Horticultural Program Associate and County Extension Department Head
Rutgers Cooperative Extension of Sussex County
The Sussex County Master Gardener program is a horticultural education and outreach program administered through Rutgers Cooperative Extension of Sussex County. Master Gardeners are volunteers who receive training from the faculty and staff of Cooperative Extension in all aspects of home horticulture. This rigorous nine-month training includes topics such as plant identification, soils & fertilizers, basic entomology, pest management, vegetable gardening, tree fruits, interior plants, turfgrass care and plant pest diagnostics. Each trained volunteer agrees to perform one-hundred hours of service on one or more community projects. The service provided by Master Gardener volunteers has been an important asset to homeowners and horticultural businesses in Sussex County. Examples of service projects and partnerships have included a vegetable garden at Vernon Township High School that benefits county residents, a vegetable garden at the Knoll Heights community in Sparta, gardening with seniors at the Sussex County Homestead, assisting with a butterfly garden at Kittatinny Valley State Park, gardens and demonstrations at the Sussex County Fairgrounds, The Springfest Flower & Garden Show, The New Jersey State Fair Flower Show, public speaking for community events and a Home Horticulture Helpline (973) 948-3040, a volunteer-staffed service for assisting county residents with horticultural questions. The Sussex County Master Gardener program was established in 1998; since that time over 240 volunteers have been trained.
The Master Gardener volunteers have continued to expand their activities by working with Joe Biuso and the facilities department to adopt some key focal points on county grounds. An entrance garden near the county main library and Homestead campus was converted into a xeriscape garden. Xeriscaping is a method of landscaping that focuses on water conservation. The ultimate goal of this installation is to have a colorful garden that requires no supplemental irrigation and minimal inputs. This spring the Master Gardeners also adopted the Civil War soldier and sailor monument on the Newton Green. This majestic memorial serves as an anchor on the county park and is viewed by hundreds of people every day. In addition to the existing Stella D'oro daylilies and Knock-Out Roses, drought resistant annuals were planted at the base of the monument to provide a colorful and attractive garden at one of the busiest locations in the county. For the summer of 2009 the garden is planted with purple angelonias, white Wave petunias, yellow Inca marigolds and gracefully arching cleomes. Plans are underway for the installation of a perennial border surrounding the bell tower on the other end of the Newton Green. This proposed garden will include beds with flowers whose colors represent the various branches of the military. The perennial beds will soften the architectural features within the park and provide a colorful focal point in recognition of Sussex County's veterans.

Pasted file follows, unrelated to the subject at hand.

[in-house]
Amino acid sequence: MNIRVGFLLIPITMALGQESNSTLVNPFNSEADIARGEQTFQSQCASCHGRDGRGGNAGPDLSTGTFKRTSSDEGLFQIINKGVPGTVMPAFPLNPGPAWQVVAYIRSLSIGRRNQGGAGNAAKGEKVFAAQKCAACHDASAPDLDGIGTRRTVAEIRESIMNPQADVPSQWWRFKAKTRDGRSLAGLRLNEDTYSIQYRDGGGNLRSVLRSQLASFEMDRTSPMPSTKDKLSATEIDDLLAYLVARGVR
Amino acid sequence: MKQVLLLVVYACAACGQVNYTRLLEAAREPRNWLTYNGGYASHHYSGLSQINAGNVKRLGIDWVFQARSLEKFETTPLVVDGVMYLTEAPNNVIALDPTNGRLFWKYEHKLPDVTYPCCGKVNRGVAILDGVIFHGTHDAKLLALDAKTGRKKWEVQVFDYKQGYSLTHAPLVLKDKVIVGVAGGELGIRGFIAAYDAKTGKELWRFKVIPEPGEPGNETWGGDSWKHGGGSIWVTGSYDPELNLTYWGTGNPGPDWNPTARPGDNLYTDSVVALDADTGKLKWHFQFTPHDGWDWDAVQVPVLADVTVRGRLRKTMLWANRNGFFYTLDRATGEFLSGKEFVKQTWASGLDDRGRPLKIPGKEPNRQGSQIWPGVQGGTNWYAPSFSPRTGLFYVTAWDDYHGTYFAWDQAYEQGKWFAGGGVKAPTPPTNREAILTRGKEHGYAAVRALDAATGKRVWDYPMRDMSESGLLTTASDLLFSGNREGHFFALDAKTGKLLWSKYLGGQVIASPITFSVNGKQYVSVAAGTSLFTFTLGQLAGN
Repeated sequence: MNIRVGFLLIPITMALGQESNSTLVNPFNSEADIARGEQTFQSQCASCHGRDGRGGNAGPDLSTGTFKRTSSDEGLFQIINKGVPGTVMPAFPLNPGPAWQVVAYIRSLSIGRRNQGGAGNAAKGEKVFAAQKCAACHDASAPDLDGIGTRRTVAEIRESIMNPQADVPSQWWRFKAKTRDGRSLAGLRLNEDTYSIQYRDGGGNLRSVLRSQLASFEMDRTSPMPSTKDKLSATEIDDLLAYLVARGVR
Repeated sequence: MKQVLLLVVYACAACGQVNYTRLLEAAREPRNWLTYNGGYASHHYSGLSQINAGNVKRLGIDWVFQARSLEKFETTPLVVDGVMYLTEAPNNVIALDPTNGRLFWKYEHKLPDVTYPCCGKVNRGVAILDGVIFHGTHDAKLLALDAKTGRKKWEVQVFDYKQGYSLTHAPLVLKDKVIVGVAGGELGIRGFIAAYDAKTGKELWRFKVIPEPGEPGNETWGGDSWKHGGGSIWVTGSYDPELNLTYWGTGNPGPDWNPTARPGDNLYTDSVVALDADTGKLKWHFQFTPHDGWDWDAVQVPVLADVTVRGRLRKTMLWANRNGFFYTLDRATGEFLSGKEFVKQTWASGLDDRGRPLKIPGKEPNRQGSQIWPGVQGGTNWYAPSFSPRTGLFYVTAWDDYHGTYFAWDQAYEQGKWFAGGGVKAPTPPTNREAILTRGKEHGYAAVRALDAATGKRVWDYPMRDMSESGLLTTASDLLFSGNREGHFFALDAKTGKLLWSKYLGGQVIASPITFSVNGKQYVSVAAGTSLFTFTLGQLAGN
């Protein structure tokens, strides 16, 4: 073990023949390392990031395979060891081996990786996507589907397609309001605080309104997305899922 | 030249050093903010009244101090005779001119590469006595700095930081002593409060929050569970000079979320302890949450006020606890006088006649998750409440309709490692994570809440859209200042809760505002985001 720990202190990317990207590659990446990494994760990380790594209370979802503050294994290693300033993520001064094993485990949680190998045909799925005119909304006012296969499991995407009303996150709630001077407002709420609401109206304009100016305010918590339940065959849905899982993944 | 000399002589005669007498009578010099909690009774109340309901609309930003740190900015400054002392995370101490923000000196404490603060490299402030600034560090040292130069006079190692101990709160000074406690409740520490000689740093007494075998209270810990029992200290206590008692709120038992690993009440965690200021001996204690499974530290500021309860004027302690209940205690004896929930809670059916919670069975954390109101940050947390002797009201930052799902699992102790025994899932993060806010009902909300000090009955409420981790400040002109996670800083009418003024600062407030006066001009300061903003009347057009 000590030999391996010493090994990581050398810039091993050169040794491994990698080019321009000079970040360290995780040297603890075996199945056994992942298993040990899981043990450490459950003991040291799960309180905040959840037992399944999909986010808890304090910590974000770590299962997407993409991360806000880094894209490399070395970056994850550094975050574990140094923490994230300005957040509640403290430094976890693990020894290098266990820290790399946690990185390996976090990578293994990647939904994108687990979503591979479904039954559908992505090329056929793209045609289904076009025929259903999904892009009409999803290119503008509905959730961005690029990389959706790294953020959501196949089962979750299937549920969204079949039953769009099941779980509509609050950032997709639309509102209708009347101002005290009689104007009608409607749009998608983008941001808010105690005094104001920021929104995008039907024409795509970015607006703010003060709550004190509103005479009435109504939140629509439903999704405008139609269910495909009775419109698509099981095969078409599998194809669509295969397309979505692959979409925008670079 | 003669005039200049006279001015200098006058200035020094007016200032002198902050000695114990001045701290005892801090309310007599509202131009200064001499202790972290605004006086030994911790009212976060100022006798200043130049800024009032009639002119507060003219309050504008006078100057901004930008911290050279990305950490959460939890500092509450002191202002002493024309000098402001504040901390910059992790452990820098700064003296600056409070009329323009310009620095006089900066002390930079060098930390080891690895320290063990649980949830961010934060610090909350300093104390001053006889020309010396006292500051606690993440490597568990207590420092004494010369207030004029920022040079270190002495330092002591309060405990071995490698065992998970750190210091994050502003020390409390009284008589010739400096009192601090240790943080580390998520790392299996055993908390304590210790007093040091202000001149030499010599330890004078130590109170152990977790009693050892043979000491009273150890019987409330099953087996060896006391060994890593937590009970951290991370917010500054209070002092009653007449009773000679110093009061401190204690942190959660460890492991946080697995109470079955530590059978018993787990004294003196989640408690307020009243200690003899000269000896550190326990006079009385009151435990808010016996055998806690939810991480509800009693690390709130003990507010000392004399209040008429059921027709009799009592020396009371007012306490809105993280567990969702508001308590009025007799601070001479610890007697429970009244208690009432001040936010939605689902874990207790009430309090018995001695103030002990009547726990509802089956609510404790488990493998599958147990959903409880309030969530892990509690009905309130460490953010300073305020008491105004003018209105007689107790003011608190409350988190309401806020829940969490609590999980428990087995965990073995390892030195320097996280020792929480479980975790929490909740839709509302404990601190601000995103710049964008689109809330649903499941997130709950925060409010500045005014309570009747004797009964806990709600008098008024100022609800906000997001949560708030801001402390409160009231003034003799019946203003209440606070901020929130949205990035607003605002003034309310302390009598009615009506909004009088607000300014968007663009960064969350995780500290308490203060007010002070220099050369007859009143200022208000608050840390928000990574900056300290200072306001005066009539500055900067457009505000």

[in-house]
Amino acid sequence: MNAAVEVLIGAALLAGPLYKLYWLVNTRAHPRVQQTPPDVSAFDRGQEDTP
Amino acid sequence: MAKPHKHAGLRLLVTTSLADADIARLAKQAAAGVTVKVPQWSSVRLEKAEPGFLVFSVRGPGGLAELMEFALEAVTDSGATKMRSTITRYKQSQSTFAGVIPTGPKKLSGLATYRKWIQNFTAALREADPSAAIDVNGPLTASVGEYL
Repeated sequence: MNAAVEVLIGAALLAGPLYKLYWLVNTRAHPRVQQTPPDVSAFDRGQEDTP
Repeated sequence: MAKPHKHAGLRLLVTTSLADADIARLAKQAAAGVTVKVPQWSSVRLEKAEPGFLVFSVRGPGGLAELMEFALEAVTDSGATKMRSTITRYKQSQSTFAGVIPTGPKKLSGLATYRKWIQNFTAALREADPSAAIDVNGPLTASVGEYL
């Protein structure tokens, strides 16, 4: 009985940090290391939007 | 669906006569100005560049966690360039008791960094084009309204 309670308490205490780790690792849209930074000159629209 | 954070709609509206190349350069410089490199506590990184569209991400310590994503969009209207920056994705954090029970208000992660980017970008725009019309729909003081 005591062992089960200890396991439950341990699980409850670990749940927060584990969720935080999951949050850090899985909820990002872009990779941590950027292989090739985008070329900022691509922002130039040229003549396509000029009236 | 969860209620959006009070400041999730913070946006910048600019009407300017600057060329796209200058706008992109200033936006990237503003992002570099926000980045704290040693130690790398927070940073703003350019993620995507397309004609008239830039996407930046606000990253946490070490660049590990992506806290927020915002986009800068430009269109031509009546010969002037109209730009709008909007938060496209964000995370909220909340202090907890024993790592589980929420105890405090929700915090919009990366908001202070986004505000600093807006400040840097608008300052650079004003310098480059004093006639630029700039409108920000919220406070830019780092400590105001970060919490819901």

Brian Oleksak is the Horticultural Program Associate for Rutgers Cooperative Extension of Sussex County. Questions and comments may be directed to email@example.com or by calling Cooperative Extension at 973-948-3040.
Cooperating Agencies: Rutgers, The State University of New Jersey, U.S. Department of Agriculture, and the Sussex County Board of Chosen Freeholders. The U.S. Department of Agriculture prohibits discrimination in all programs and activities on the basis of race, color, national origin, gender, religion, age, disability, political beliefs, sexual orientation, or marital or family status. Rutgers Cooperative Extension is an Equal Opportunity Employer.